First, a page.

Argan oil has long been embedded in Middle Eastern culture – and is now catching the eye of the world
The strip of land between Morocco’s Atlantic coast and the Atlas Mountains is home to the argan tree. Its fruit is harvested by more than two million people, the majority being Amazigh women, who rely on it as an important source of income. Peeled open, the fruit reveals an almond-shaped nut. This is then cracked open with much skill, and force to open up its ultimate secret: one to three small seeds. Inside lies argan oil, a thick golden liquid with a subtle nutty aroma – and one of beauty’s most potent ingredients.
The oil is embedded in Moroccan culture and has been used for centuries for culinary and cosmetic purposes. “This oil is so rich in antioxidants and anti-inflammatory properties, including vitamins A, C, and E, fatty acids, and omega 6,” says Asma El Mernissi, founder of luxury beauty spa Maison d’Asa in Casablanca. A native of Tunisia, El Mernissi moved to Casablanca in 1986 and discovered the wonders of argan oil on a trip to the Amazight city Tafraoute. “The women had traditional face tattoos and no sign of irritation despite the extremely hot weather. I wanted to know how this was possible and was told about argan oil as a cosmetic product,” she shares.
“It is magic,” says Lebanese image consultant Maya Eltal, who began using it at a young age. “I use it for my hair and my skin too. I instantly felt the change.” El Mernissi incorporates it in facial treatments, hair masks, massage oils, and nail cures. In the early 2000s, she opened her own spa with argan oil as the star ingredient, right around the same time the international market started taking note. As the demand for argan oil rose, so did corruption, with exports being diluted to the disadvantage of local farmers.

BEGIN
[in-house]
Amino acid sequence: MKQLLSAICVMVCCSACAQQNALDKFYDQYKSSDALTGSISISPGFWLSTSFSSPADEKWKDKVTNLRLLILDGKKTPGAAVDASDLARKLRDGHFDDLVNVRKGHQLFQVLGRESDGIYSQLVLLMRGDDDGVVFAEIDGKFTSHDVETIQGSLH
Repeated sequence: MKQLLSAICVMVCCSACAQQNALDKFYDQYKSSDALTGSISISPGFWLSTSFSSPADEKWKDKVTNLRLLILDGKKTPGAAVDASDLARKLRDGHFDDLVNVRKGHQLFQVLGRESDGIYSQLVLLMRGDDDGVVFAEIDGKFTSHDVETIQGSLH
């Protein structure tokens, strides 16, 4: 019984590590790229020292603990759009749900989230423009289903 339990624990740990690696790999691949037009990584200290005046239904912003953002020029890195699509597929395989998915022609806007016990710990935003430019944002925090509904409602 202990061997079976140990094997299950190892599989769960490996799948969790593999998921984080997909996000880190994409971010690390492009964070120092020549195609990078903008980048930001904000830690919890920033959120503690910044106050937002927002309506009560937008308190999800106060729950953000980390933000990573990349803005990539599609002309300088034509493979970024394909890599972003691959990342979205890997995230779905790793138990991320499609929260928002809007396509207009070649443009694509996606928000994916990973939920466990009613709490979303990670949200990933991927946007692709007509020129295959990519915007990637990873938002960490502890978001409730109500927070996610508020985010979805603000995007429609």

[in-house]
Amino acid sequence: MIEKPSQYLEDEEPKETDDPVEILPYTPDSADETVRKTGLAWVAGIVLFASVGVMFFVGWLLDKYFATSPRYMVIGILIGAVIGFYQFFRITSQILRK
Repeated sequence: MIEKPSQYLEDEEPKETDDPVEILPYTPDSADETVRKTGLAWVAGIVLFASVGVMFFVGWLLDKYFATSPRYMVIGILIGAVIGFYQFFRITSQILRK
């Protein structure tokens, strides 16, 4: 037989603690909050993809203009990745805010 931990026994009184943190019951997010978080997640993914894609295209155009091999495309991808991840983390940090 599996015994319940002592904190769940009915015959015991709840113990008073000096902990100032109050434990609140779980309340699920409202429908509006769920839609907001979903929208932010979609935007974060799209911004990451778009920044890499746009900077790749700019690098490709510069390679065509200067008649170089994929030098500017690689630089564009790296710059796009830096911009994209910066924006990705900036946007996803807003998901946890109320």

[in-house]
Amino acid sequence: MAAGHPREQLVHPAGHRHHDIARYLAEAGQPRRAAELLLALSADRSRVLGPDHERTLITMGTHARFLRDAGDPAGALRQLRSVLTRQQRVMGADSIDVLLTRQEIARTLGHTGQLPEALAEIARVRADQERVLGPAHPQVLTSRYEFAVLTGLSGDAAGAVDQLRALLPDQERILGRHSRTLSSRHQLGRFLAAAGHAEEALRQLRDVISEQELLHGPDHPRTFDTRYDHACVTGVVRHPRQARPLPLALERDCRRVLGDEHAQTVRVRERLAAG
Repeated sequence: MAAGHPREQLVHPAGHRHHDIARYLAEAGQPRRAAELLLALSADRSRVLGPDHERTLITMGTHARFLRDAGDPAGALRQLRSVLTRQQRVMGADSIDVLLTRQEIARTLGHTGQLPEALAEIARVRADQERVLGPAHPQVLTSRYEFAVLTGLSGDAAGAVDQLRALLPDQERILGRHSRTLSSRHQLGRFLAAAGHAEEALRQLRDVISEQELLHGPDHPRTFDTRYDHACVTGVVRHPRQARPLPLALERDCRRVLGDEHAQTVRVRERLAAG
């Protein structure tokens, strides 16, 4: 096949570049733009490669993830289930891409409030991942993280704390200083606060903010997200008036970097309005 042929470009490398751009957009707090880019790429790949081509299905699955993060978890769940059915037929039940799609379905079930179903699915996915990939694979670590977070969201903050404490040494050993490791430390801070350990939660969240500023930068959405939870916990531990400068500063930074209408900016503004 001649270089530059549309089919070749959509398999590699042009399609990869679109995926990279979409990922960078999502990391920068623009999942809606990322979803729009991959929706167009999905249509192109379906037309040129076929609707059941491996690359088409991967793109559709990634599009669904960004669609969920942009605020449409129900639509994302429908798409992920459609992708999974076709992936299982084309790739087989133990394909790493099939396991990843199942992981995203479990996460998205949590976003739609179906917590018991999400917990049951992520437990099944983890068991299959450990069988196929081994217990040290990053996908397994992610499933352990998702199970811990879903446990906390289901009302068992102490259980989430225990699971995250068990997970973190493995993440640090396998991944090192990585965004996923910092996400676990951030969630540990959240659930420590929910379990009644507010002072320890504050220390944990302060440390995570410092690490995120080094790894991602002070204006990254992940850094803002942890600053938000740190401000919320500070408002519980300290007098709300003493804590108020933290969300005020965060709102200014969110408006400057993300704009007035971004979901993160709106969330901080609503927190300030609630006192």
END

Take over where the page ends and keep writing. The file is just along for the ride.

Moroccan-British May Hamid created the skincare label Argan Liquid Gold to combat this. As a facialist and makeup artist, she used argan oil on her clients. There was a high demand for it but it was almost impossible to find pure argan oil outside of Morocco. “When it’s diluted, it loses all of its benefits,” she explains. Having used the ingredient her whole life, she understood the importance of not only finding the right supplier but also safe transport and storage. After shipping the fair trade argan oil to the UK, it’s bottled in dark glass. “Argan oil that is packaged in a clear or light bottle begins to oxidize,” Hamid explains.
There are many ways to adopt argan oil into your routine. Hamid advises applying a few drops to slightly damp skin after cleansing and toning. Massage it in and then apply moisturizer, SPF, and makeup. You can also use argan oil as a hair mask or a styling product. Anyone can use argan oil, Hamid says. “It’s anti-inflammatory, it’s anti-aging, and it’s great for people with acne-prone skin. It’s an all-rounder for everything.”
Originally published in the February 2020 issue of Vogue Arabia
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